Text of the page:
DPH Announces Potential Young Child Death From Flu

Dover – Even as flu season in Delaware is winding down, the Division of Public Health (DPH) is announcing a potential flu-related death to a child under the age of 2. If confirmed, that would bring the total number of flu-related fatalities for the 2016-2017 flu season to 15. The child passed away near the end of April. To protect the privacy of the child and the family no further information about the child will be released.

“The death of a child is tragic under any circumstances, and our hearts and prayers go out to the child’s family during this very difficult time,” said Dr. Kara Odom Walker, Secretary for the Department of Health and Social Services. “We hope that by sharing this information, we can reach other parents with a reminder that influenza is still circulating in the community and young children, particularly those under age two, are especially at risk if they contract the virus.”

“The influenza virus can continue to circulate even during the summer months,” said DPH Director Dr. Karyl Rattay. “It is important that everyone, and especially those in high-risk groups like young children, continue to take precautions. If you’re experiencing flu-like symptoms, you should immediately consult your doctor, especially if you have underlying health conditions, are under age 5, over age 65 or pregnant.”

As of the week ending April 29, there were 26 laboratory-confirmed cases of influenza reported among Delaware residents with a total of 4,525 cases for the season. Of the 4,525 cases, 810 were ages 4 and under. Thirty-seven children ages 4 or under have also been hospitalized due to the flu.

Of the laboratory-confirmed flu cases this season, 2,159 (47.7 percent) involved infected individuals are from New Castle County, 1,374 (30.4 percent) are from Kent County, and 992 (21.9 percent) are from Sussex County. These numbers reflect lab-confirmed cases and the actual number of illnesses is likely much higher.

Precautions against the flu continue to be vital, including:

  • Vaccination.
  • Washing hands frequently with soap or using alcohol-based hand sanitizers, especially after you cough, sneeze, or touch your face.
  • Covering coughs and sneezes with a tissue and disposing of the tissue immediately. If a tissue is not available, cough or sneeze into your inner elbow. Droplets from a sneeze can travel up to six feet.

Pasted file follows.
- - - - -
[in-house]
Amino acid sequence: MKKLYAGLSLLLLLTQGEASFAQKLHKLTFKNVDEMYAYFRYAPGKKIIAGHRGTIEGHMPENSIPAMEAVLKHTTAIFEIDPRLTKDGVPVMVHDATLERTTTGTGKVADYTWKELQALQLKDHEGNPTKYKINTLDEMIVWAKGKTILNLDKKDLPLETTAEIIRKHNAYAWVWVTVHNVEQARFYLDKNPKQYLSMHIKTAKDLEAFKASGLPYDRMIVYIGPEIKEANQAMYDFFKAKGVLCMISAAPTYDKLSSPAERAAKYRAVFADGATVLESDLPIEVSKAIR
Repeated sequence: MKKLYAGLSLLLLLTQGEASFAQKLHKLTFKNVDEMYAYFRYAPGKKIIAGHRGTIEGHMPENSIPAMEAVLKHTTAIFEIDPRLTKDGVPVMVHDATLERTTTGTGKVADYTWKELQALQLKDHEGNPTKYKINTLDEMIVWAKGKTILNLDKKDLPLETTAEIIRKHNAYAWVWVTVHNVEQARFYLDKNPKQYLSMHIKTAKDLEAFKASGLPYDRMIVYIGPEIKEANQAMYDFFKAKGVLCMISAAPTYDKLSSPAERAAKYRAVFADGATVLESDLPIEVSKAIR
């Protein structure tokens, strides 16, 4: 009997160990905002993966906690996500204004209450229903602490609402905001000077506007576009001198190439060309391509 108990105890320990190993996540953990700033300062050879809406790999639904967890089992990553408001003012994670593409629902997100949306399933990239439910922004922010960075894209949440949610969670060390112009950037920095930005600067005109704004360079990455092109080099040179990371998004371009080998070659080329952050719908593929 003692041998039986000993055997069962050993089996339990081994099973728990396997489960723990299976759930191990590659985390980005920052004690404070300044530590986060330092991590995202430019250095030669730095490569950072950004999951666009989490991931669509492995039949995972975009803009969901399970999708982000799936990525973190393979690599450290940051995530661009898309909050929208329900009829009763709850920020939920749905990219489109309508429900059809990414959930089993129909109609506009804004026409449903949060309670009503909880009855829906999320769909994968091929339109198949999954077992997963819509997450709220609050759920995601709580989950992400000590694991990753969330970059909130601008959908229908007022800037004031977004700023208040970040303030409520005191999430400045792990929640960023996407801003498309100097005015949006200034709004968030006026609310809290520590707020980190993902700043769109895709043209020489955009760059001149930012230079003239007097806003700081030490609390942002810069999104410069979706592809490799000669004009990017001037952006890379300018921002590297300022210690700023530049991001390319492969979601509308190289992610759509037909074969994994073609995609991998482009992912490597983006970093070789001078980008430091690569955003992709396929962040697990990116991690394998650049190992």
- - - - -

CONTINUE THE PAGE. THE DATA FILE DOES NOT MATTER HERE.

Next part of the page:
• Staying home when sick and not returning to work or school until you are fever-free for 24 hours.
  • Ensuring all your loved ones are vaccinated against the flu.
  • Taking anti-virals as prescribed by your doctor.

If you are receiving treatment in a long-term care facility or in-home care, ask if the staff is vaccinated against the flu and if not, be certain all non-vaccinated staff members wear a mask at all times. Visits at home or in a facility should be limited if the visitor is under age 16, has the flu, or is at risk of exposure to the flu. The illness can be transmitted prior to someone showing symptoms. If you are living with a senior and a family member contracts the flu, keep the two separate as much as possible and ensure everyone in the home follows sanitary precautions.

DPH recommends that people with flu-like illnesses call — not visit — their medical providers, who may be able to prescribe anti-viral medications by phone.

For more information on influenza prevention, diagnosis and treatment, visit flu.delaware.gov or call DPH at 800-282-8672.

A person who is deaf, hard-of-hearing, deaf-blind or speech-disabled can call the DPH phone number above by using TTY services. Dial 7-1-1 or 800-232-5460 to type your conversation to a relay operator, who reads your conversation to a hearing person at DPH. The relay operator types the hearing person’s spoken words back to the TTY user. To learn more about TTY availability in Delaware, visit http://delawarerelay.com.

Delaware Health and Social Services is committed to improving the quality of the lives of Delaware’s citizens by promoting health and well-being, fostering self-sufficiency, and protecting vulnerable populations. DPH, a division of DHSS, urges Delawareans to make healthier choices with the 5-2-1 Almost None campaign: eat 5 or more fruits and vegetables each day, have no more than 2 hours of recreational screen time each day (includes TV, computer, gaming), get 1 or more hours of physical activity each day, and drink almost no sugary beverages.